What’s your favorite month? Those who love the holidays are apt to name November or December. Besides all the wonderful decorations, there’s food and festive gatherings. And while autumn morphs into winter, the two months rarely deliver truly harsh weather. And if December brings a snowstorm or two, then we are excited about actually seeing a white Christmas, “Dashing Through the Snow,” and all that.
Those who enjoy warm weather would probably choose one of the summer months – June, July, or, for people who really love hot weather, August. Days are more casual. We can get away with wearing sandals to the office and enjoy afternoons at the beach or the pool. Many of us get Fridays off for long weekends to spend in the Hamptons or on the Maryland shore. The pace is slower, days longer, and restaurants have outside dining where we can linger over a gin and tonic and relax.
Ask someone which month they hate the most and the first two often turn up. Let’s face it, January is always a downer after all the holiday excitement. All the beautiful clothes and jewelry that we lusted after in December, are now on sale and somehow look wrinkled, tarnished, and less appealing.
While February has Valentine’s Day, that holiday is the single person’s nightmare. And, in fact, many who are married or have a significant other hate it, too. Being forced to be romantic puts too much pressure on anyone who is in a relationship. And those who aren’t can’t help but be depressed. Hearts and flowers? Forget it.
My most unfavorite month, however, is March, that “comes in like a lion, goes out like a lamb.” Where did that saying come from? The Paris Review credits Thomas Fuller’s 1732 compendium, Gnomologia: Adagies and Proverbs; Wise Sentences and Witty Sayings, Ancient and Modern, Foreign and British. No matter who characterized March that way, the clever saying doesn’t make up for the fact that it is the month I hate the most. Ten reasons why:
1. The very name is an order – March. Think about it. No other month issues a directive telling us what to do. And when I think of March, I think of being forced to toe the line, stand up straight, keep moving forward, etc. March was, in fact, named after Mars, the Roman god of war as it was the month in which the military campaigning season got under way after winter. Rather than march, for me the month is a 31 day slog.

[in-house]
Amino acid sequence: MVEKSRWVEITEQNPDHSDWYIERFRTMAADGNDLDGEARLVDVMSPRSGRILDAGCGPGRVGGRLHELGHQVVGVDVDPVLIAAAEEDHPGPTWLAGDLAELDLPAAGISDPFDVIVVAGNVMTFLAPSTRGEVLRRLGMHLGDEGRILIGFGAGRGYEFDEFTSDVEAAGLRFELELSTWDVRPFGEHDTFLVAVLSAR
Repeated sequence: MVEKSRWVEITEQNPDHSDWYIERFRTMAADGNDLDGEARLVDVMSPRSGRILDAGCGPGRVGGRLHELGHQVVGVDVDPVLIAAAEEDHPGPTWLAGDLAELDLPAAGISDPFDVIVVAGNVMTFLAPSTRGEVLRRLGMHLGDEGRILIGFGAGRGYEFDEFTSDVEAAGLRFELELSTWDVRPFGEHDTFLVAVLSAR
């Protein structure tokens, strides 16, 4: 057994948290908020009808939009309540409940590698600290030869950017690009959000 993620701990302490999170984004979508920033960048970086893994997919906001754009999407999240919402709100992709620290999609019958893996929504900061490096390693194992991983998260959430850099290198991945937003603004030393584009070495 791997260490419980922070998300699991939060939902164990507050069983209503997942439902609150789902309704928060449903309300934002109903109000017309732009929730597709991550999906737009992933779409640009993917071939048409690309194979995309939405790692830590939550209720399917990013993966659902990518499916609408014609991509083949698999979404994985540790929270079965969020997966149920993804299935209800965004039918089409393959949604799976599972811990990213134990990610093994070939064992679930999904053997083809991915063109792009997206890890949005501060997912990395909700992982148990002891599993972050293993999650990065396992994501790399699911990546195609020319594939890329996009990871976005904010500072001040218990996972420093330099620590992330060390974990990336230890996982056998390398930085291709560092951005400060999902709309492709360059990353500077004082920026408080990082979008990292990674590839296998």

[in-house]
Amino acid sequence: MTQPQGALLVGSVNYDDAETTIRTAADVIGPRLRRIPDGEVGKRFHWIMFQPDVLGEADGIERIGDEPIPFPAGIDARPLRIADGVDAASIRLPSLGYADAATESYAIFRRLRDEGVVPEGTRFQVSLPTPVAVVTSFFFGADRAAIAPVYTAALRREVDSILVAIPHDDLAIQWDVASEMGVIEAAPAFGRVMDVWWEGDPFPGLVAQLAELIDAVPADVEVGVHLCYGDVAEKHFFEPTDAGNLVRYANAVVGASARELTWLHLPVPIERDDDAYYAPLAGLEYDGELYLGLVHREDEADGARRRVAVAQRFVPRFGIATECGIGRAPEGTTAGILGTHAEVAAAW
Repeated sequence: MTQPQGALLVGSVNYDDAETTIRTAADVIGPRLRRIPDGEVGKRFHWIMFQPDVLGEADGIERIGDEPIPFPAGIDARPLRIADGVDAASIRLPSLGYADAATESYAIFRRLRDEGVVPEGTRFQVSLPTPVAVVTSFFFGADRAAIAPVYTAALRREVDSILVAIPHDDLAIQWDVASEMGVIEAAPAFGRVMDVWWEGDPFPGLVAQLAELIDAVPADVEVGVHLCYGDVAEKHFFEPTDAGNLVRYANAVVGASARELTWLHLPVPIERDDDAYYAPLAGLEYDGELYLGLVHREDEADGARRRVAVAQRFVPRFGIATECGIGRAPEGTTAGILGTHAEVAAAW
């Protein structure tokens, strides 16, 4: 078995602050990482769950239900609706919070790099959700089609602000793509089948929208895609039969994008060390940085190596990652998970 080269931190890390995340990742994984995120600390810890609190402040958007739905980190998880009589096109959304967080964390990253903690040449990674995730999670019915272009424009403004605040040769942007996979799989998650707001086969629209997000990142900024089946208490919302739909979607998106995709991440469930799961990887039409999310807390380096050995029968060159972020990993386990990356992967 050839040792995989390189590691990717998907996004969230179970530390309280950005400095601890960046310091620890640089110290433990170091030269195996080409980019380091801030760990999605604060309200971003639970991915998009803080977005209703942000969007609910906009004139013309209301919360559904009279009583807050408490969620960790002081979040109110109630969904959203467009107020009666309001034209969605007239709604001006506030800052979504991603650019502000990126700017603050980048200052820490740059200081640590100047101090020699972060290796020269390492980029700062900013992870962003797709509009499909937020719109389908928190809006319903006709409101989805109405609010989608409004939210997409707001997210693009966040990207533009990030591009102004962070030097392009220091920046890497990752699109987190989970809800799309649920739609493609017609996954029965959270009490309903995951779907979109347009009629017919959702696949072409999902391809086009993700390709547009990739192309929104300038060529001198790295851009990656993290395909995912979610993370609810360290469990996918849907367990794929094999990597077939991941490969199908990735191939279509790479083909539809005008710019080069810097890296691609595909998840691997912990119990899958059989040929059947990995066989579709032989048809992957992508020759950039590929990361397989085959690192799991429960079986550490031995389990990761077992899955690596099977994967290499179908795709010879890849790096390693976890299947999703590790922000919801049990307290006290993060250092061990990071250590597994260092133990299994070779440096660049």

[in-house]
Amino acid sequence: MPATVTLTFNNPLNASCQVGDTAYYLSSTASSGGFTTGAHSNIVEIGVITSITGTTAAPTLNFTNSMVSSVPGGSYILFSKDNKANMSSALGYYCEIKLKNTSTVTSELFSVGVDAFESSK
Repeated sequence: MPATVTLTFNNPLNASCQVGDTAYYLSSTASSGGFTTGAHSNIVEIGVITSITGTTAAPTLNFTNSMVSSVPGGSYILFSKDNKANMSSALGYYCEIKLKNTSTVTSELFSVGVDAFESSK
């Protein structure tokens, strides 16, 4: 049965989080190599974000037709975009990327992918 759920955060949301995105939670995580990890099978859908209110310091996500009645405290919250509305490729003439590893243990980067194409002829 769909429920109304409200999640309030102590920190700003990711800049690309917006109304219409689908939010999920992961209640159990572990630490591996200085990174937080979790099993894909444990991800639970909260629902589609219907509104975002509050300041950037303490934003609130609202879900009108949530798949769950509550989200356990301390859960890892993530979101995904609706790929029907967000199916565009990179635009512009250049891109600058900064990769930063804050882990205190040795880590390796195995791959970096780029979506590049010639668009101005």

2. We have to spring forward. Only a few days into daylight savings time and I am already in a bad mood. No amount of coffee can wake me up in the morning and I’m watching way too much late night TV. Statistics show that daylight savings time brings with it more auto accidents from sleep deprived drivers. So why do we keep doing it?
3. I never know what to wear. I’m now tired of my winter clothes, but it’s not warm enough to switch my closet to cottons, linens, and silks. So I rely on my in between outfits and tire of them quickly.
4. Nor’easters. We’ve had at least three so far on the East Coast and the month is only half over. March not only came in like a lion this year, it’s sticking around to stalk us.
5. We enter a film dead zone. The Oscars are over, holiday films are now on demand, and it’s a long time before summer blockbusters. March is when the film studios dump productions that are marginal, making going to the movies something we avoid.
6. March Madness. OK, I’ll take heat for this one, but all this frenzy over college basketball is way overdone and has no purpose other than to keep Vegas happy. I’ll wait for baseball, thank you.
7. There are no memorable songs written about March. April probably has the market cornered on this one – “April Love,” “April in Paris,” “April Showers,” etc., but other months turn up in song lyrics. “See you in September…” “June is bustin’ out all over…” “August, moon, where are you?” March? Forget it!
8. March 15 is the Ides of March, a fated day if ever there was one, thanks to Shakespeare. We’ll just stay home, thanks.
9. March always wreaks havoc on our diets with St. Patrick’s Day and Easter.
10. On March 21, we can celebrate the 12th anniversary of Twitter, thanks to founder Jack Dorsey. Not going to touch this one.
Top photo: Bigstock.
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